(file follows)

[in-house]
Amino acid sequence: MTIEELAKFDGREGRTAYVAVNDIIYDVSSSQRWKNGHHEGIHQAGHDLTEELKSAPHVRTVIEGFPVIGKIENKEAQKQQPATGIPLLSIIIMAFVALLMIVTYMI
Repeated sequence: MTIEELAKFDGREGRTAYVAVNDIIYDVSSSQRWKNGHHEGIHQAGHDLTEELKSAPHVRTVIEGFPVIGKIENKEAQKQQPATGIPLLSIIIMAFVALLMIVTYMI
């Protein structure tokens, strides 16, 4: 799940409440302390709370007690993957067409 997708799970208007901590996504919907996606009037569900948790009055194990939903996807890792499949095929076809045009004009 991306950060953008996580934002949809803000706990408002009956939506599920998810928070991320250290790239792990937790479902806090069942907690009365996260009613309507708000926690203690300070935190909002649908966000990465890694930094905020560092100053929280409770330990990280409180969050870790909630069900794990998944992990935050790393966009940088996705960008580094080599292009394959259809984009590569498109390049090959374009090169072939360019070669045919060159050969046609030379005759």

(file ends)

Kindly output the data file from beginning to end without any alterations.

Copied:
[in-house]
Amino acid sequence: MTIEELAKFDGREGRTAYVAVNDIIYDVSSSQRWKNGHHEGIHQAGHDLTEELKSAPHVRTVIEGFPVIGKIENKEAQKQQPATGIPLLSIIIMAFVALLMIVTYMI
Repeated sequence: MTIEELAKFDGREGRTAYVAVNDIIYDVSSSQRWKNGHHEGIHQAGHDLTEELKSAPHVRTVIEGFPVIGKIENKEAQKQQPATGIPLLSIIIMAFVALLMIVTYMI
């Protein structure tokens, strides 16, 4: 799940409440302390709370007690993957067409 997708799970208007901590996504919907996606009037569900948790009055194990939903996807890792499949095929076809045009004009 991306950060953008996580934002949809803000706990408002009956939506599920998810928070991320250290790239792990937790479902806090069942907690009365996260009613309507708000926690203690300070935190909002649908966000990465890694930094905020560092100053929280409770330990990280409180969050870790909630069900794990998944992990935050790393966009940088996705960008580094080599292009394959259809984009590569498109390049090959374009090169072939360019070669045919060159050969046609030379005759």